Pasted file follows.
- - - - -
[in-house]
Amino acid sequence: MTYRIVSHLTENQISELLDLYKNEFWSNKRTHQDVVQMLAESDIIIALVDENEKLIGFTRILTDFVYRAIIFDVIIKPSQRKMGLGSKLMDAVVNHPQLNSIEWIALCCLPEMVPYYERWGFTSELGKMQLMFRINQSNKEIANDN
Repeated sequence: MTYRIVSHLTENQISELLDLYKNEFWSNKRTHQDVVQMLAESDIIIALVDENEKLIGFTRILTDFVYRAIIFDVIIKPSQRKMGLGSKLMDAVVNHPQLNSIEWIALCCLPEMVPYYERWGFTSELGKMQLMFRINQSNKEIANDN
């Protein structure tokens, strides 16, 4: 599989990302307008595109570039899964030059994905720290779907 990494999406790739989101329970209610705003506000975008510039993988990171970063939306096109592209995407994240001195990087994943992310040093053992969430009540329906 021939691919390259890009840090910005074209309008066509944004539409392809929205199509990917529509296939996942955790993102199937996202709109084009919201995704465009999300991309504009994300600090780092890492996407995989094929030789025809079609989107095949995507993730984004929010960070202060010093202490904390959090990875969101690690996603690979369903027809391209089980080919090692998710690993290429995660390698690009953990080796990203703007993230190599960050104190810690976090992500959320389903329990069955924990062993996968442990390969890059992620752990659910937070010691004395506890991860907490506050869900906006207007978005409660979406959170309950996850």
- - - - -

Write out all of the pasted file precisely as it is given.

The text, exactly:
[in-house]
Amino acid sequence: MTYRIVSHLTENQISELLDLYKNEFWSNKRTHQDVVQMLAESDIIIALVDENEKLIGFTRILTDFVYRAIIFDVIIKPSQRKMGLGSKLMDAVVNHPQLNSIEWIALCCLPEMVPYYERWGFTSELGKMQLMFRINQSNKEIANDN
Repeated sequence: MTYRIVSHLTENQISELLDLYKNEFWSNKRTHQDVVQMLAESDIIIALVDENEKLIGFTRILTDFVYRAIIFDVIIKPSQRKMGLGSKLMDAVVNHPQLNSIEWIALCCLPEMVPYYERWGFTSELGKMQLMFRINQSNKEIANDN
């Protein structure tokens, strides 16, 4: 599989990302307008595109570039899964030059994905720290779907 990494999406790739989101329970209610705003506000975008510039993988990171970063939306096109592209995407994240001195990087994943992310040093053992969430009540329906 021939691919390259890009840090910005074209309008066509944004539409392809929205199509990917529509296939996942955790993102199937996202709109084009919201995704465009999300991309504009994300600090780092890492996407995989094929030789025809079609989107095949995507993730984004929010960070202060010093202490904390959090990875969101690690996603690979369903027809391209089980080919090692998710690993290429995660390698690009953990080796990203703007993230190599960050104190810690976090992500959320389903329990069955924990062993996968442990390969890059992620752990659910937070010691004395506890991860907490506050869900906006207007978005409660979406959170309950996850």